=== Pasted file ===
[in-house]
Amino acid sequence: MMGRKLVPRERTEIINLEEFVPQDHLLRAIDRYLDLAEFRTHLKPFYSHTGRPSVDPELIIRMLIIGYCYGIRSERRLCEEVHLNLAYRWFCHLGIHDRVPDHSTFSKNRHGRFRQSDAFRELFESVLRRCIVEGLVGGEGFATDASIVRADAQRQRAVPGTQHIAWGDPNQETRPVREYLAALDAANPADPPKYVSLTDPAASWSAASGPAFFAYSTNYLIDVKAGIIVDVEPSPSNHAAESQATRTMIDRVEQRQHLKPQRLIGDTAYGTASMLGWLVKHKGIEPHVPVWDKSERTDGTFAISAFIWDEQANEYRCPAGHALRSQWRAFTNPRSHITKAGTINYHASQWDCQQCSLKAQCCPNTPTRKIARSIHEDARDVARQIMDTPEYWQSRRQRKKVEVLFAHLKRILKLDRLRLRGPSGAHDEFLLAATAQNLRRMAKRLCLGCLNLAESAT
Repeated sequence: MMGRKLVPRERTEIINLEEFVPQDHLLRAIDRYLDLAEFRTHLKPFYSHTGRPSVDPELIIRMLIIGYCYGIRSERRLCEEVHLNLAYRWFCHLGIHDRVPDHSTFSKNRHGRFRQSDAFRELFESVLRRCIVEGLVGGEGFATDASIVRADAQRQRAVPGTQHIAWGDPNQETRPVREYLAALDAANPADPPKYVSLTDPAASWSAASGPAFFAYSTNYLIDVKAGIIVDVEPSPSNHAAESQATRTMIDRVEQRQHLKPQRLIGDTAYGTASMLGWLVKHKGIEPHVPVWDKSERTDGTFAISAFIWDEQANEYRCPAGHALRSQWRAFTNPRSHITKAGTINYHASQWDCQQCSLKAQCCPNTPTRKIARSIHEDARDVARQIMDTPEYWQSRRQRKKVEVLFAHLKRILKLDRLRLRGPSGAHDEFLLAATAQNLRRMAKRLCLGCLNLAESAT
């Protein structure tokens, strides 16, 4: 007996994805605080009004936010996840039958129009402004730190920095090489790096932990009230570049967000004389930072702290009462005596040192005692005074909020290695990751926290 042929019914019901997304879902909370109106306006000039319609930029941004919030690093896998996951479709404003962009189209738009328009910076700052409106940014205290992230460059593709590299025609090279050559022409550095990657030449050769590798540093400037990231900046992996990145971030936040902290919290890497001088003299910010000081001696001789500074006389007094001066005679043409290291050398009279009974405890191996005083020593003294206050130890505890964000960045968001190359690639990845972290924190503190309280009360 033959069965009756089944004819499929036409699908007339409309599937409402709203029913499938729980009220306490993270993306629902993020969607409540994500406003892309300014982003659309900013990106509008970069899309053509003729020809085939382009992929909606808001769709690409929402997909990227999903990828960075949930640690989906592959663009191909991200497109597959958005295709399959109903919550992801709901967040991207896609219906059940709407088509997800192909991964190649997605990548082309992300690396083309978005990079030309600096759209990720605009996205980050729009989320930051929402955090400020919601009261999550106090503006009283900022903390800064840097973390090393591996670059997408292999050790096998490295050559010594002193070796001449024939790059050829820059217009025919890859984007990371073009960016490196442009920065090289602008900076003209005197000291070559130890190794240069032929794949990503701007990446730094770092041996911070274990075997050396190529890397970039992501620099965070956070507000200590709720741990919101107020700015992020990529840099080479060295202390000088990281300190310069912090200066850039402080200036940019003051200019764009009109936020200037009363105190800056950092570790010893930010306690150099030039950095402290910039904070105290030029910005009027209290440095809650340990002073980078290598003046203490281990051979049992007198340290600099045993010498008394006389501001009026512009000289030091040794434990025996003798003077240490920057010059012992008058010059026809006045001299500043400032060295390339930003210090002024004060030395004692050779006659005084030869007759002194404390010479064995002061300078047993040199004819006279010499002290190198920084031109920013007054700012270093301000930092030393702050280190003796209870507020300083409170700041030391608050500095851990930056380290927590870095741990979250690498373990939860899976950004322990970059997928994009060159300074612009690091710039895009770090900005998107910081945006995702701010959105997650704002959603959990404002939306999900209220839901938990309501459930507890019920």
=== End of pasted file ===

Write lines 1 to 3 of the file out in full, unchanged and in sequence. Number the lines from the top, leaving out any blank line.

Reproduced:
[in-house]
Amino acid sequence: MMGRKLVPRERTEIINLEEFVPQDHLLRAIDRYLDLAEFRTHLKPFYSHTGRPSVDPELIIRMLIIGYCYGIRSERRLCEEVHLNLAYRWFCHLGIHDRVPDHSTFSKNRHGRFRQSDAFRELFESVLRRCIVEGLVGGEGFATDASIVRADAQRQRAVPGTQHIAWGDPNQETRPVREYLAALDAANPADPPKYVSLTDPAASWSAASGPAFFAYSTNYLIDVKAGIIVDVEPSPSNHAAESQATRTMIDRVEQRQHLKPQRLIGDTAYGTASMLGWLVKHKGIEPHVPVWDKSERTDGTFAISAFIWDEQANEYRCPAGHALRSQWRAFTNPRSHITKAGTINYHASQWDCQQCSLKAQCCPNTPTRKIARSIHEDARDVARQIMDTPEYWQSRRQRKKVEVLFAHLKRILKLDRLRLRGPSGAHDEFLLAATAQNLRRMAKRLCLGCLNLAESAT
Repeated sequence: MMGRKLVPRERTEIINLEEFVPQDHLLRAIDRYLDLAEFRTHLKPFYSHTGRPSVDPELIIRMLIIGYCYGIRSERRLCEEVHLNLAYRWFCHLGIHDRVPDHSTFSKNRHGRFRQSDAFRELFESVLRRCIVEGLVGGEGFATDASIVRADAQRQRAVPGTQHIAWGDPNQETRPVREYLAALDAANPADPPKYVSLTDPAASWSAASGPAFFAYSTNYLIDVKAGIIVDVEPSPSNHAAESQATRTMIDRVEQRQHLKPQRLIGDTAYGTASMLGWLVKHKGIEPHVPVWDKSERTDGTFAISAFIWDEQANEYRCPAGHALRSQWRAFTNPRSHITKAGTINYHASQWDCQQCSLKAQCCPNTPTRKIARSIHEDARDVARQIMDTPEYWQSRRQRKKVEVLFAHLKRILKLDRLRLRGPSGAHDEFLLAATAQNLRRMAKRLCLGCLNLAESAT